Tuesday, September 26, 2006

First Home Cooked Meal

We never usually bother to cook at home. We have a reasonably well fitted out kitchen-with stove, gas burner, mircowave and utensils. But food out here is so cheap that its not worth the hassle to cook, then wash up.

Yesterday we cooked. We had BEANS ON TOAST! The plan had been coming together for a while. Hiliary had brought us the butter last week, I'd had the beans in the cupboard for some time and then yesterday I purchased a TOASTER.

It all came together nicely. Of course it wasn't the same as home. The bread was quite sweet, the beans like Lidl own brand value beans (certainly no Heniz 57 Varieties) but it was lovely all the same. Dave being Dave managed to spill water in his straight away and half spoilt it-but he still ate it!

100 Years Behind the Times

Walking around the Farm I couldn't believe how primitive it all was. So far away from the world of John Deer Tractors and Class Combines and all the uneccessary bureaucracy.

It reminded me of something from one of Dad's farming in the old ages books and looking at it in these pictures it really does look as if it could be 100 years ago.

Monday, September 25, 2006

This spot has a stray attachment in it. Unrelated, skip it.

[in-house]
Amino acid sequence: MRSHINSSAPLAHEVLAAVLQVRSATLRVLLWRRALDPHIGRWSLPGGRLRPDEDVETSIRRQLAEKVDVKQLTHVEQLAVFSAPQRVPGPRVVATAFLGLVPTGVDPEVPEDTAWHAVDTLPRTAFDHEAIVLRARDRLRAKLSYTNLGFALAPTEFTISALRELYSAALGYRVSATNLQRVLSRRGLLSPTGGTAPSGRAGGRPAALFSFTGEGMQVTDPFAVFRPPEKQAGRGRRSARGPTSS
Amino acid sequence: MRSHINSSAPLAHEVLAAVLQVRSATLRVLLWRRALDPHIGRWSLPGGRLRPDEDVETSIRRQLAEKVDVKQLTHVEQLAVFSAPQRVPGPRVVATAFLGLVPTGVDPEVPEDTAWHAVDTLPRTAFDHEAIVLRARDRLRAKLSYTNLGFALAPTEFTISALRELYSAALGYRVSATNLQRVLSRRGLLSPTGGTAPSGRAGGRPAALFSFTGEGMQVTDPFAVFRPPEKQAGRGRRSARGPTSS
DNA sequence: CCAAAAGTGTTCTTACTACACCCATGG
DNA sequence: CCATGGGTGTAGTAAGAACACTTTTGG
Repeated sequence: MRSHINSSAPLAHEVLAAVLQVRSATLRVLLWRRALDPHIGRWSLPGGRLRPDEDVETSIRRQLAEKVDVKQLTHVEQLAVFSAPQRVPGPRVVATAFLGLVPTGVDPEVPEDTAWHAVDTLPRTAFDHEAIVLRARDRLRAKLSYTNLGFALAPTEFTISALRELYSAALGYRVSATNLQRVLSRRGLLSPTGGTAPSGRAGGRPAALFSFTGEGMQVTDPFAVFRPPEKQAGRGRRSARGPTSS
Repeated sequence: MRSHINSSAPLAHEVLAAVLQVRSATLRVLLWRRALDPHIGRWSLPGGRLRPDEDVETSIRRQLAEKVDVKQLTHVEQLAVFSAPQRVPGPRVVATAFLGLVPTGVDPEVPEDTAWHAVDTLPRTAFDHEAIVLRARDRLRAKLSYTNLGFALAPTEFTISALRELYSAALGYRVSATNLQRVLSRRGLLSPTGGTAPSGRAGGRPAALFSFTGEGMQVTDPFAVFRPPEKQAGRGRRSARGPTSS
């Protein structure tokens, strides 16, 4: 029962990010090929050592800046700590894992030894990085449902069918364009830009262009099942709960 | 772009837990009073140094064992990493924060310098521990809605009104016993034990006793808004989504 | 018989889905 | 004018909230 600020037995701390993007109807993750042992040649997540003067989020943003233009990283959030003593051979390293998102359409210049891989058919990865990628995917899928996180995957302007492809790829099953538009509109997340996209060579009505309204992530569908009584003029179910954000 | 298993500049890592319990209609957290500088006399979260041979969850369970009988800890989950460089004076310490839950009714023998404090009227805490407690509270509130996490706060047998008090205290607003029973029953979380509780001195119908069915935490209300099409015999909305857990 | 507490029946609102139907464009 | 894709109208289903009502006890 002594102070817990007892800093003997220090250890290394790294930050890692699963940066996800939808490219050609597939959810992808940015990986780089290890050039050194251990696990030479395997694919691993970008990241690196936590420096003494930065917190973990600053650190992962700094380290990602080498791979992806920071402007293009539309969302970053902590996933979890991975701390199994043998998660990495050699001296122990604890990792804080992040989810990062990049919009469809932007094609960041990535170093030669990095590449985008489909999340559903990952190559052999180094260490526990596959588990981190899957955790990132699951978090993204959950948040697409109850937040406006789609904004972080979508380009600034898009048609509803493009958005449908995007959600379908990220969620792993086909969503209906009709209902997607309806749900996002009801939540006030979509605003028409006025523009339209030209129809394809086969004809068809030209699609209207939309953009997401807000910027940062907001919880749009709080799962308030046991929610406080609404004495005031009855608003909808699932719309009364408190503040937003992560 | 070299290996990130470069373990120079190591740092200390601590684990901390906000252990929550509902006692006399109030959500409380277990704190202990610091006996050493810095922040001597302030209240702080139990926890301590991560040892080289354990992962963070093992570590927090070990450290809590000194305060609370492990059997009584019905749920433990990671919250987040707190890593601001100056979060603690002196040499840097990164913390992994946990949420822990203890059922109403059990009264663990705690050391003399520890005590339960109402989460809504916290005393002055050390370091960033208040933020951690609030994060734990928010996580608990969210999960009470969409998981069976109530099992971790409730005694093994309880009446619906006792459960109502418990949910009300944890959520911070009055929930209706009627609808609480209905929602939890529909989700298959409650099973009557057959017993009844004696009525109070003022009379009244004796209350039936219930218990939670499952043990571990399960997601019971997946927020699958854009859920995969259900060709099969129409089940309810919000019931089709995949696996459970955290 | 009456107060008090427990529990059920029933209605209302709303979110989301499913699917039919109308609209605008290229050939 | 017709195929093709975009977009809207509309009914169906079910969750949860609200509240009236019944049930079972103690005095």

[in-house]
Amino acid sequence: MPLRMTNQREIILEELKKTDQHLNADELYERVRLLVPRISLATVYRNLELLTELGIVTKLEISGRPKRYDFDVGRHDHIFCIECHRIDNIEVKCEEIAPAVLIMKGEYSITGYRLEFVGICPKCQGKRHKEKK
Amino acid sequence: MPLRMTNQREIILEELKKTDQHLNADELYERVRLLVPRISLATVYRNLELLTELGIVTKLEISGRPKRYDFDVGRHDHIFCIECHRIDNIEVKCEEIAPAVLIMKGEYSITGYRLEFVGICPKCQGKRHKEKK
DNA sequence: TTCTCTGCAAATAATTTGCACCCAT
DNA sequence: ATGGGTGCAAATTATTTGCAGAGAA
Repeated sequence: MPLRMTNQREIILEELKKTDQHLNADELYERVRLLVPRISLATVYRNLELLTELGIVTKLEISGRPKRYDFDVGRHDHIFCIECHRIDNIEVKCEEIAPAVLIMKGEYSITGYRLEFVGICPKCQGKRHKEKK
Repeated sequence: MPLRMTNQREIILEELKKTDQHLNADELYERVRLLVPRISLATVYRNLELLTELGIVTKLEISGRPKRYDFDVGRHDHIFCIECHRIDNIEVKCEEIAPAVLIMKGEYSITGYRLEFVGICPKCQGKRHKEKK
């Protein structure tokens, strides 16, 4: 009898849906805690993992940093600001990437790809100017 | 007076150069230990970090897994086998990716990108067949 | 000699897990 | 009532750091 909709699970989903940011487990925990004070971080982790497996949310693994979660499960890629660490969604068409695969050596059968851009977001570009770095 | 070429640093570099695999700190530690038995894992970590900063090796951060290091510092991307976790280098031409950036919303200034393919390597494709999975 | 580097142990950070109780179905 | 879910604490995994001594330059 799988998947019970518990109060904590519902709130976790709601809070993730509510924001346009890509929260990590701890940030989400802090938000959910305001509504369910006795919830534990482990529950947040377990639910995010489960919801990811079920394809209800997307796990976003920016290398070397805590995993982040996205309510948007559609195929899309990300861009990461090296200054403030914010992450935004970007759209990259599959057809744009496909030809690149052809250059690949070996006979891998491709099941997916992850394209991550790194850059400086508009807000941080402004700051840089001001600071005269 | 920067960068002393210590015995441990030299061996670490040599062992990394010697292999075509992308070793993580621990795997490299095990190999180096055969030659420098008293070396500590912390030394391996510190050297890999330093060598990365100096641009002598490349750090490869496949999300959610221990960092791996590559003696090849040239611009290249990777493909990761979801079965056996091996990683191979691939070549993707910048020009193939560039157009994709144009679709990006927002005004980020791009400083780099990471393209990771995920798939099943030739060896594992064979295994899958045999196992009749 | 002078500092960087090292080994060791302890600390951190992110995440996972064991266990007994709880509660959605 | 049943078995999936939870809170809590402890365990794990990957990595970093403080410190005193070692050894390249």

Just Like home?

Sunday arrives and brings with it our trip to the Farm. I'd been looking forward to this for a while, the promise of some country air, farm views and the chance to pick apples and peanuts sounded too good to be true.

The coach departed at 8am. Dave, the criple with his broken foot, was excused from the trip-instead he got to spend the majority of the day in bed and then went out for curry-can I stub my toe next please? Anyhow, so we caught the bus to the midde of nowhere. Whilst it was the "country" it was just basically a run down, poor version of where we live. The same shops, the same banners but everything smelt slightly worse than normal. I couldn'y thinking as we passed the many shops, that if things were dirt cheap where we were in the town, then they must be giving things away out in the sticks.